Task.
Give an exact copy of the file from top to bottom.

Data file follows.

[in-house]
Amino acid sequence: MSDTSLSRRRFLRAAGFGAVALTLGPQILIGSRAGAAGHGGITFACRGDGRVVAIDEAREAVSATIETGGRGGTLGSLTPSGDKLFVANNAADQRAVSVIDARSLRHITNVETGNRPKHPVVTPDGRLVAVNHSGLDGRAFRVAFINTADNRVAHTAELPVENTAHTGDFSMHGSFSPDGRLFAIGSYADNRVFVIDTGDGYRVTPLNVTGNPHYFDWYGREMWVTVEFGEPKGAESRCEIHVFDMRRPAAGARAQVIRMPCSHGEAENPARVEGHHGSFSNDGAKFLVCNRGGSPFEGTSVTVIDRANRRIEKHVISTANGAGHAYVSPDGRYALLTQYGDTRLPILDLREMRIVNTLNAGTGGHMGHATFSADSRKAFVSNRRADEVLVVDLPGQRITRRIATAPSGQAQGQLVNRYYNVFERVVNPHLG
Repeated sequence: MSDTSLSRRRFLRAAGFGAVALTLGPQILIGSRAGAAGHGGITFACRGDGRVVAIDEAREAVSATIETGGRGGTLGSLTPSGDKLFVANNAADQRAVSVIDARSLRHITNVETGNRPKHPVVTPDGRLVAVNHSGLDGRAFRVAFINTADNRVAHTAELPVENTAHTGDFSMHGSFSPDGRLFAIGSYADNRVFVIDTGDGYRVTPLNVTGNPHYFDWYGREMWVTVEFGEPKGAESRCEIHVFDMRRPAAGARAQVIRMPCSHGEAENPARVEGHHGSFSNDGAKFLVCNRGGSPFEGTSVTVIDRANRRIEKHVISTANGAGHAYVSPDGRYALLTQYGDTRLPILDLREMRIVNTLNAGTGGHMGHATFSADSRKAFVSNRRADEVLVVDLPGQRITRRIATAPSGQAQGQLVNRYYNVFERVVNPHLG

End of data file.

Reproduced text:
[in-house]
Amino acid sequence: MSDTSLSRRRFLRAAGFGAVALTLGPQILIGSRAGAAGHGGITFACRGDGRVVAIDEAREAVSATIETGGRGGTLGSLTPSGDKLFVANNAADQRAVSVIDARSLRHITNVETGNRPKHPVVTPDGRLVAVNHSGLDGRAFRVAFINTADNRVAHTAELPVENTAHTGDFSMHGSFSPDGRLFAIGSYADNRVFVIDTGDGYRVTPLNVTGNPHYFDWYGREMWVTVEFGEPKGAESRCEIHVFDMRRPAAGARAQVIRMPCSHGEAENPARVEGHHGSFSNDGAKFLVCNRGGSPFEGTSVTVIDRANRRIEKHVISTANGAGHAYVSPDGRYALLTQYGDTRLPILDLREMRIVNTLNAGTGGHMGHATFSADSRKAFVSNRRADEVLVVDLPGQRITRRIATAPSGQAQGQLVNRYYNVFERVVNPHLG
Repeated sequence: MSDTSLSRRRFLRAAGFGAVALTLGPQILIGSRAGAAGHGGITFACRGDGRVVAIDEAREAVSATIETGGRGGTLGSLTPSGDKLFVANNAADQRAVSVIDARSLRHITNVETGNRPKHPVVTPDGRLVAVNHSGLDGRAFRVAFINTADNRVAHTAELPVENTAHTGDFSMHGSFSPDGRLFAIGSYADNRVFVIDTGDGYRVTPLNVTGNPHYFDWYGREMWVTVEFGEPKGAESRCEIHVFDMRRPAAGARAQVIRMPCSHGEAENPARVEGHHGSFSNDGAKFLVCNRGGSPFEGTSVTVIDRANRRIEKHVISTANGAGHAYVSPDGRYALLTQYGDTRLPILDLREMRIVNTLNAGTGGHMGHATFSADSRKAFVSNRRADEVLVVDLPGQRITRRIATAPSGQAQGQLVNRYYNVFERVVNPHLG